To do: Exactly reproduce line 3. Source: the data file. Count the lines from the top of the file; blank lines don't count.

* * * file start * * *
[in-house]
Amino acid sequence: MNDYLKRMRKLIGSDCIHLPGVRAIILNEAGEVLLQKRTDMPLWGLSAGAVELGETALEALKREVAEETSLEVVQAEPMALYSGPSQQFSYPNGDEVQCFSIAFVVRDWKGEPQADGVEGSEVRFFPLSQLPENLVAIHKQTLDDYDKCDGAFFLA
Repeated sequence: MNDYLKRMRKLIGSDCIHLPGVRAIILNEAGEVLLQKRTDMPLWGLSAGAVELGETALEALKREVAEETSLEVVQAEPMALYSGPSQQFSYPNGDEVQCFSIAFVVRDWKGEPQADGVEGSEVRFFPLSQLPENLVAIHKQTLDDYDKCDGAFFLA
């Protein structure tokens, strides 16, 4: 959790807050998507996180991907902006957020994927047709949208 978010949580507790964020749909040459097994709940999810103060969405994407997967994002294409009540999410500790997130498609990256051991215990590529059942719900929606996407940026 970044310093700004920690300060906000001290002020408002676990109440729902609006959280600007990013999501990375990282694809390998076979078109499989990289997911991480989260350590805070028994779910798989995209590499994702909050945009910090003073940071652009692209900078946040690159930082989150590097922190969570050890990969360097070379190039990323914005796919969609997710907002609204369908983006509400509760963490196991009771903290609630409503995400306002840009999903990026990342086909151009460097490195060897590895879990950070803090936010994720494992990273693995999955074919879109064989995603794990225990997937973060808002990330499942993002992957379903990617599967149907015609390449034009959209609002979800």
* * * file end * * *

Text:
Repeated sequence: MNDYLKRMRKLIGSDCIHLPGVRAIILNEAGEVLLQKRTDMPLWGLSAGAVELGETALEALKREVAEETSLEVVQAEPMALYSGPSQQFSYPNGDEVQCFSIAFVVRDWKGEPQADGVEGSEVRFFPLSQLPENLVAIHKQTLDDYDKCDGAFFLA